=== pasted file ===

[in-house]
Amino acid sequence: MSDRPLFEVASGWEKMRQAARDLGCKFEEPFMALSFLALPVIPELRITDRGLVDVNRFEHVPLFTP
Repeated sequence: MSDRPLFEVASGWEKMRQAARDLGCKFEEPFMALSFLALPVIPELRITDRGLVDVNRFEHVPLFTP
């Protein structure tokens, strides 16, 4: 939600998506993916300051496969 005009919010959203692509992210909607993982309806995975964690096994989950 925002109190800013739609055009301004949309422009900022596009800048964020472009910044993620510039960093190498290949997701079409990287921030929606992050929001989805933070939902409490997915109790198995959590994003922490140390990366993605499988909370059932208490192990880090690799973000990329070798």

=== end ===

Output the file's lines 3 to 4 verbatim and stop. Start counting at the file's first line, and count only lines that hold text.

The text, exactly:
Repeated sequence: MSDRPLFEVASGWEKMRQAARDLGCKFEEPFMALSFLALPVIPELRITDRGLVDVNRFEHVPLFTP
């Protein structure tokens, strides 16, 4: 939600998506993916300051496969 005009919010959203692509992210909607993982309806995975964690096994989950 925002109190800013739609055009301004949309422009900022596009800048964020472009910044993620510039960093190498290949997701079409990287921030929606992050929001989805933070939902409490997915109790198995959590994003922490140390990366993605499988909370059932208490192990880090690799973000990329070798």